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I know that this argument is well covered here on S.O., especially in

Why not use an IoC container to resolve dependencies for entities/business objects?

but also in other questions; but doubts remain.

I've used the wording type that collects data and not entity or business object to keep the question focused on principles.

So, if I've a type like this that depends on primitive data like this (or even with more fields):

public class Animal {
  private readonly string name;
  private readonly string nickname;
  private readonly int weight;
  private readonly int heightAtWithers:
  private readonly Color mainColor;
  private raadonly bool isMale;
  private readonly bool isAggressive;

  public Animal(string name, string nickname, int weight,
                int heightAtWithers, Color mainColor,
                bool is Male, bool isAggressive)
    // remainder omitted

  public string Name { get { return this.name; } }

  // remainder omitted

is this a case of constructor over-injection?

In Mark Seemann book is suggested to keep low the number of dependencies, 2 to 4 (if I am not wrong).

Is possible that for type of this kind that this anti-pattern does not apply?

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2 Answers 2

up vote 5 down vote accepted

IIRC, when Mark talks about Constructor Over-Injection it is in the light of a SRP violation.

A class that depends on lots and lots of other services most likely does more than one thing.
The same is not necessarily true for a class that depends on a lot of primitives.

Having said this, a dependency of a primitive data type and the data of a "data holder class" are two different things.

Compare your class with the class described in the article you linked:
DbChartReader needs top to be able to do its work - it is a dependency.
Animal doesn't do any work. The data passed in via the constructor basically is the object - the constructor parameters are just that: data.

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+1 @Daniel Hilgarth. I was seeking in Mark book for definition like that. Data holder class definition replies to my question. It's a different type that must be treated in a different way. –  jay Mar 21 '13 at 7:12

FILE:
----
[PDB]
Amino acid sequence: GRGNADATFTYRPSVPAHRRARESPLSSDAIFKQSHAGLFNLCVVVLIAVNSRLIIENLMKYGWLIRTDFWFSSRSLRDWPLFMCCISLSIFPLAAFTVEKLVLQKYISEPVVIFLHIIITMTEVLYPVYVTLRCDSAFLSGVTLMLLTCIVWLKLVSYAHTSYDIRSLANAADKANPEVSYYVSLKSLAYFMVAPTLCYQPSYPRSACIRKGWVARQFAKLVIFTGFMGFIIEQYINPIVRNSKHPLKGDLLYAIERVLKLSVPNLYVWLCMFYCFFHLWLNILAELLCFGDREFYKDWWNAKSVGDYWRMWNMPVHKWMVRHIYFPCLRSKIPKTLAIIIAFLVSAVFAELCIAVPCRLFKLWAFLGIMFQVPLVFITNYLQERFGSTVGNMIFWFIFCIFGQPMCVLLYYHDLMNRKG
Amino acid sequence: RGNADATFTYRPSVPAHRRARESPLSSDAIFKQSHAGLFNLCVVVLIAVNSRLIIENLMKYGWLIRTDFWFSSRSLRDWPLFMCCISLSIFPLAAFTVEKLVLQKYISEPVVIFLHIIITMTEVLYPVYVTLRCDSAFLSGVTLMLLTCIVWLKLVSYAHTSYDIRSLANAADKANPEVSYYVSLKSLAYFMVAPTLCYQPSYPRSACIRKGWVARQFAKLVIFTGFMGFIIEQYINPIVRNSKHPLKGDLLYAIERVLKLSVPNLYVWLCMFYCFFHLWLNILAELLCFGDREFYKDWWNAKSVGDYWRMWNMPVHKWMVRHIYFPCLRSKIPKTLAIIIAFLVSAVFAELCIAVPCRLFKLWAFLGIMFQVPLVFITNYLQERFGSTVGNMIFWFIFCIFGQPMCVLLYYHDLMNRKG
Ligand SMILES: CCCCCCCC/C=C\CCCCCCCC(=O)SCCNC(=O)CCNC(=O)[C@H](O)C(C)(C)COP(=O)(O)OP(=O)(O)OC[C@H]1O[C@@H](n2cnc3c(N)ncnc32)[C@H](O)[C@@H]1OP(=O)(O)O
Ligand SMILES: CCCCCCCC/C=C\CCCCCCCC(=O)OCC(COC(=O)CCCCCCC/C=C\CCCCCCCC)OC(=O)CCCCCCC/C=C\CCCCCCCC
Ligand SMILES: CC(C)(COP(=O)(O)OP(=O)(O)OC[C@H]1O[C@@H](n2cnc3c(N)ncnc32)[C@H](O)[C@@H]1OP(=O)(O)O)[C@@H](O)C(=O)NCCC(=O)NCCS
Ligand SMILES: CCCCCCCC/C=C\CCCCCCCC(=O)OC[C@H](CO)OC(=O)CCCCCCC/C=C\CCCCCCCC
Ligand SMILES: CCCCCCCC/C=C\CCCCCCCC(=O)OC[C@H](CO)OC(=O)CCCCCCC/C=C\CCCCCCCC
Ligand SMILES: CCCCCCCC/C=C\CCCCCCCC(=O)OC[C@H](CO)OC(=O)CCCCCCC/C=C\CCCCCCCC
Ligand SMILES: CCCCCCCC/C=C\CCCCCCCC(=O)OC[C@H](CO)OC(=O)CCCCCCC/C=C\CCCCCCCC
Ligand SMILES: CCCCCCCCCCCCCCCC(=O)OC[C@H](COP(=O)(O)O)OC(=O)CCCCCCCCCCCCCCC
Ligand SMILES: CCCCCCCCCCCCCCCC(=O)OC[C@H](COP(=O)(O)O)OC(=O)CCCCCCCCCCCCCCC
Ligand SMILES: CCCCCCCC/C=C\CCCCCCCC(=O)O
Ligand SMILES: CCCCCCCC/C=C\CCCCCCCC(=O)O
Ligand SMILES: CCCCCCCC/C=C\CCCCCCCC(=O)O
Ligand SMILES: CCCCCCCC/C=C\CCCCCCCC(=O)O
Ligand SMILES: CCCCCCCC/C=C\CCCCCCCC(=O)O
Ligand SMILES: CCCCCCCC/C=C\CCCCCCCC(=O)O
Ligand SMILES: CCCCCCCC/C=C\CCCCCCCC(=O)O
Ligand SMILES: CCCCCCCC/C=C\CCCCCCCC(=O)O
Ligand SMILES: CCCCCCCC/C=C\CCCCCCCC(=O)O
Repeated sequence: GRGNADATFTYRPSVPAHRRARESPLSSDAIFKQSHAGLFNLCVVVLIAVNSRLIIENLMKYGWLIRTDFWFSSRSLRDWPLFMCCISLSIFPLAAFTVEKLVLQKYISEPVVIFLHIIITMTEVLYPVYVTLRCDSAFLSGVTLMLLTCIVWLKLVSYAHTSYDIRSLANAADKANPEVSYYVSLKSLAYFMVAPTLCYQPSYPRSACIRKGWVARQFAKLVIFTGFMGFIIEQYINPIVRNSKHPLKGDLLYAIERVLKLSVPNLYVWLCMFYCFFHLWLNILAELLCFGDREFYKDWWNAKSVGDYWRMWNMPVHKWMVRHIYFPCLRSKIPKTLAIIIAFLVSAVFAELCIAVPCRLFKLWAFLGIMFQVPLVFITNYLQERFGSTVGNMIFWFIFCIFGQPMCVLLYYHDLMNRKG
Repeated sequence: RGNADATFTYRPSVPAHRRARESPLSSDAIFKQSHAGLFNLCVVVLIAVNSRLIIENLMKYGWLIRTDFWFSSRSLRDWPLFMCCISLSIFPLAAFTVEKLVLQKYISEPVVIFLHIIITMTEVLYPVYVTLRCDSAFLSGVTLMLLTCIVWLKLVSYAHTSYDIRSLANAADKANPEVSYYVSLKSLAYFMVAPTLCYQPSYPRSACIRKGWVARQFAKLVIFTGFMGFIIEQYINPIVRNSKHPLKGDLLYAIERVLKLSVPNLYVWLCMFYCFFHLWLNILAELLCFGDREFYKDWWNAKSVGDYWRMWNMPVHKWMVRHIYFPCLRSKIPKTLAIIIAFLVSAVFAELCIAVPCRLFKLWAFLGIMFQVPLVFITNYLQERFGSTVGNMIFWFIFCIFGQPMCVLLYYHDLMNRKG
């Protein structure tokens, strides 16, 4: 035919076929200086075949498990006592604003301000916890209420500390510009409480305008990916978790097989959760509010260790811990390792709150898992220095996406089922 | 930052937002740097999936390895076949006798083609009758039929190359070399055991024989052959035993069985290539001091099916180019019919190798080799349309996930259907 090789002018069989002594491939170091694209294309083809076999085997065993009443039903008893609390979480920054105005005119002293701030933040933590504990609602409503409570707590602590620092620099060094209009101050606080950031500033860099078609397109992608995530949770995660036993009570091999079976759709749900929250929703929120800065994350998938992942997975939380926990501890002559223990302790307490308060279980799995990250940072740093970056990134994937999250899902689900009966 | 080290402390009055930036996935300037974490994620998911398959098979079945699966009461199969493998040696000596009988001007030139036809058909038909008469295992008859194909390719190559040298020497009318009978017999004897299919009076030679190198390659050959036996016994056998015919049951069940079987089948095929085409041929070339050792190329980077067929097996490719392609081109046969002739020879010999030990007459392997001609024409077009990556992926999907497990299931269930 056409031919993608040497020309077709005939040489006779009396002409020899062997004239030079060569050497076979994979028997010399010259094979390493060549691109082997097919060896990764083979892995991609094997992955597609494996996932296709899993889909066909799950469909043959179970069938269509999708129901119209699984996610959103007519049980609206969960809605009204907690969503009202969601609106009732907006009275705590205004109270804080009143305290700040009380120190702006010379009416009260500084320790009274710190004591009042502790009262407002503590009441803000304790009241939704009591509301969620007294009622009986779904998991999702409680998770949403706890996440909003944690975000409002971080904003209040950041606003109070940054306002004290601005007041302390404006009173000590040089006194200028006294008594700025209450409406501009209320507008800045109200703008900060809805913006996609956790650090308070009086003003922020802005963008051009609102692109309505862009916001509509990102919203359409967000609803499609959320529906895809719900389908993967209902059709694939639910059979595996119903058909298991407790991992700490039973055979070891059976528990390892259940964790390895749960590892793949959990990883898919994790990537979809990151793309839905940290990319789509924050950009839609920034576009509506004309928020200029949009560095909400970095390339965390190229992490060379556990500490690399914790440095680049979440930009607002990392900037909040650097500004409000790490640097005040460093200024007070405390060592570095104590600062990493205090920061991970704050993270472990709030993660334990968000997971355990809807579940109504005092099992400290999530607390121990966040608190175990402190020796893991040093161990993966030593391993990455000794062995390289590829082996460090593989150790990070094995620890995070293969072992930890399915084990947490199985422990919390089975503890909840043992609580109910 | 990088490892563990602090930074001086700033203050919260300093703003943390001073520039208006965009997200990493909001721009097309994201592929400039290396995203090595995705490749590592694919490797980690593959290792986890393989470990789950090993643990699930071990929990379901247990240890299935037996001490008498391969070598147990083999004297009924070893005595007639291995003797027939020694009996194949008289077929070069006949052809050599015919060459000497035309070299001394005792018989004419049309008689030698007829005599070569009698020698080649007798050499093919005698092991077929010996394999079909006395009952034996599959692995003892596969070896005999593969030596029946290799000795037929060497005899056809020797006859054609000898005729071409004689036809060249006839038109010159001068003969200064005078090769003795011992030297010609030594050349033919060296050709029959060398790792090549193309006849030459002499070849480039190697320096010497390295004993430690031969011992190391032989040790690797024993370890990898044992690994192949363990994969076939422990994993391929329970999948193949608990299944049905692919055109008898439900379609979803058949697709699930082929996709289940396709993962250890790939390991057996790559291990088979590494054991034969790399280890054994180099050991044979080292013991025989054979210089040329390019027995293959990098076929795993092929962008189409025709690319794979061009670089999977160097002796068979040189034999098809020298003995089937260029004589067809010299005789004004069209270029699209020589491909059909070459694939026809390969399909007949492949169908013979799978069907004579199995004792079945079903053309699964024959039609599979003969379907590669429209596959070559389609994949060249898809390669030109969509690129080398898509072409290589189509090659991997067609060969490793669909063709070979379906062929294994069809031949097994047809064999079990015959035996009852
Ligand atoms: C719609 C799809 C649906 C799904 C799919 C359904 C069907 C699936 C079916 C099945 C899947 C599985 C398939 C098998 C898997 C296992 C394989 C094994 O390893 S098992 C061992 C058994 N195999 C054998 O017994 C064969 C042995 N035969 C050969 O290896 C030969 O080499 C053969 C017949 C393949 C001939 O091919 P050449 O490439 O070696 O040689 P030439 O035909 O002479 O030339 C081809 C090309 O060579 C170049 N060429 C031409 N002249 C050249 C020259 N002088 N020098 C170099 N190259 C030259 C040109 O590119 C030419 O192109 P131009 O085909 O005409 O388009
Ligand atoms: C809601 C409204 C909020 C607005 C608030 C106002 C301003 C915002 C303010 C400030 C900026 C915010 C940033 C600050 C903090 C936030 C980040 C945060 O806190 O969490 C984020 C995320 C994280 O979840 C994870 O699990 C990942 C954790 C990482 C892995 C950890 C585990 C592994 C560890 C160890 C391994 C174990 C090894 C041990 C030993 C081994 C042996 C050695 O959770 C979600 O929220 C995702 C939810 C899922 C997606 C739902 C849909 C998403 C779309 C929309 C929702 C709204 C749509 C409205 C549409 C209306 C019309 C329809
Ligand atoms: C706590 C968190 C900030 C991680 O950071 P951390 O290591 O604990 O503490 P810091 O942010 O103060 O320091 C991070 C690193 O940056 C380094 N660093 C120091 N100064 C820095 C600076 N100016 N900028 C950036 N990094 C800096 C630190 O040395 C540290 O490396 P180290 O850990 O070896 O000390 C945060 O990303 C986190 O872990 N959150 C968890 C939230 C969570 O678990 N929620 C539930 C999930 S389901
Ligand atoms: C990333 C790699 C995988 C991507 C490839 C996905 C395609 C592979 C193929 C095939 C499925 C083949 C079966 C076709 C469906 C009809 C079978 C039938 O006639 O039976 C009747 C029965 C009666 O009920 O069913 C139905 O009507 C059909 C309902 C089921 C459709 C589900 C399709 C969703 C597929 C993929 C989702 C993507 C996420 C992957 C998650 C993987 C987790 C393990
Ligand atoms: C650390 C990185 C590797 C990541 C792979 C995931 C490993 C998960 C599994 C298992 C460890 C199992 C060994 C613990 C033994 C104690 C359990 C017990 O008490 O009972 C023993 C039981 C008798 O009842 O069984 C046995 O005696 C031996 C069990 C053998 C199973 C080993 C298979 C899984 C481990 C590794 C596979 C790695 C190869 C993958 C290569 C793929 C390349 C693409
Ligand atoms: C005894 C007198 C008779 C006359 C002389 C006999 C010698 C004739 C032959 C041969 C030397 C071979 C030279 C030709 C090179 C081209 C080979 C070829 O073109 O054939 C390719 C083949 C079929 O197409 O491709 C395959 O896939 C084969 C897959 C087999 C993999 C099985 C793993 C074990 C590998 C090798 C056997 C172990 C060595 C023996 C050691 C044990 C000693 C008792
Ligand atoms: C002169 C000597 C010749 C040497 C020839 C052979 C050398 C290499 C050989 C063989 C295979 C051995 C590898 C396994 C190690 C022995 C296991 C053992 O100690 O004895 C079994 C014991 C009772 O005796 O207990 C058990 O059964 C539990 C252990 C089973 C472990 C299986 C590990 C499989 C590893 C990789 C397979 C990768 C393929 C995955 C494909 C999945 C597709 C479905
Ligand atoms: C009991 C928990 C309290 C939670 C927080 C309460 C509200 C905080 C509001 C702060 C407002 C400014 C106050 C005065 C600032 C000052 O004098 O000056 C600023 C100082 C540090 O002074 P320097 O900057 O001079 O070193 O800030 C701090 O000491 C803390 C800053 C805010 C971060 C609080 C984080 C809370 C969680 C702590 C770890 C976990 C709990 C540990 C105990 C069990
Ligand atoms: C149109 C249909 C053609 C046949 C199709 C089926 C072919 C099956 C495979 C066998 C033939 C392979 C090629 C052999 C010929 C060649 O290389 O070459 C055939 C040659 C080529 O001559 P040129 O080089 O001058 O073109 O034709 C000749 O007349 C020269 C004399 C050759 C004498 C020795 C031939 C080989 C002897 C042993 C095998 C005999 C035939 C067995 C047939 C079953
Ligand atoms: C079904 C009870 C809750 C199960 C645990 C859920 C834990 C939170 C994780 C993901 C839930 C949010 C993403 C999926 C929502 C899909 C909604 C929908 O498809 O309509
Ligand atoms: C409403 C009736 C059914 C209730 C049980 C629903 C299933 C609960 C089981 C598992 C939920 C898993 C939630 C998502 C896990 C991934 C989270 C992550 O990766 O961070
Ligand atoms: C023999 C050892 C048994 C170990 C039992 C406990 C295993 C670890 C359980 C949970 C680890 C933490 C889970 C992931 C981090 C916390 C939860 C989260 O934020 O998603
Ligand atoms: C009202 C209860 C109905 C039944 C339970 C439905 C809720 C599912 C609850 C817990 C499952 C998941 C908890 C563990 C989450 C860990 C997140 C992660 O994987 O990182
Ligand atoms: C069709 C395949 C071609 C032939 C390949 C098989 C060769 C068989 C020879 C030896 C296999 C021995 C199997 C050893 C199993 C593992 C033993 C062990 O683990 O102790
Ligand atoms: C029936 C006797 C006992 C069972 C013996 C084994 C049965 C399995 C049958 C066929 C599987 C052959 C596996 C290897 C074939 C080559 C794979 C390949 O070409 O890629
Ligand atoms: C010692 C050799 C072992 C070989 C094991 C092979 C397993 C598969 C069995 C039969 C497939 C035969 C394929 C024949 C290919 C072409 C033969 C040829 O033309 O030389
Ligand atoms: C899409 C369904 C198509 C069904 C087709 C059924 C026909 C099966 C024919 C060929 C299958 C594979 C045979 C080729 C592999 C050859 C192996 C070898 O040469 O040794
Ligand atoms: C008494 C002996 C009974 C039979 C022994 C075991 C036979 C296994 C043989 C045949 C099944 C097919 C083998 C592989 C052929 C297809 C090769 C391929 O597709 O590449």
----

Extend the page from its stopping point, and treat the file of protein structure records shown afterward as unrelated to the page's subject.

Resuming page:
Those aren't really dependencies in the normal sense - they're the data of the entity. It's not like those things are providing polymorphic services, etc. I wouldn't usually expect a dependency injection framework (or IoC container) to create objects like this - usually it would be part of an ORM or hand-written code.

It does become a bit of a pain to call such constructors, and if you want to provide default values that becomes tricky too. Optional parameters and named arguments can help if you're using C# 4 or higher though. (They do require that the defaults are known at compile-time, mind you.)

One alternative is to create a mutable builder type, with relevant defaults. I usually make it a nested class. You could either give it a parameterless constructor and just validate that everything required is present when you build the builder, or provide a constructor with all the required values, and just leave the properties for optional values. Then you can use object initializers to create instances pleasantly:

var animal = new Animal.Builder("Frederick") {
                 NickName = "Freddie",
                 Weight = 10,
                 MainColor = Color.Brown

Writing the builder is irritating boiler-plate work, but it can be useful. If you find that you do always have the relevant information to hand when you're constructing the instance, it may be simpler just to stick with your current constructor. Consider using named arguments to make the meaning of each argument clearer, particularly when there are multiple parameters with the same type:

var animal = new Animal(name: "Frederick", nickname: "Freddie",
                        weight: 10, heightAtWithers: 20,
                        Color.Brown, isMale:true, isAggressive: false);
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+1, for the the builder. It completes my knowledge on the argument, started with this question. –  jay Mar 21 '13 at 7:07
+1 A builder is definitely the way to go. No hard rule, but IMO any constructor that needs more than 4 arguments actually needs a builder. Or a simple read-write interface separation. And builders are an excellent excuse to finally get familiar with that fancy templating system your favorite IDE provides but you never use ;) –  Creynders Mar 21 '13 at 18:10

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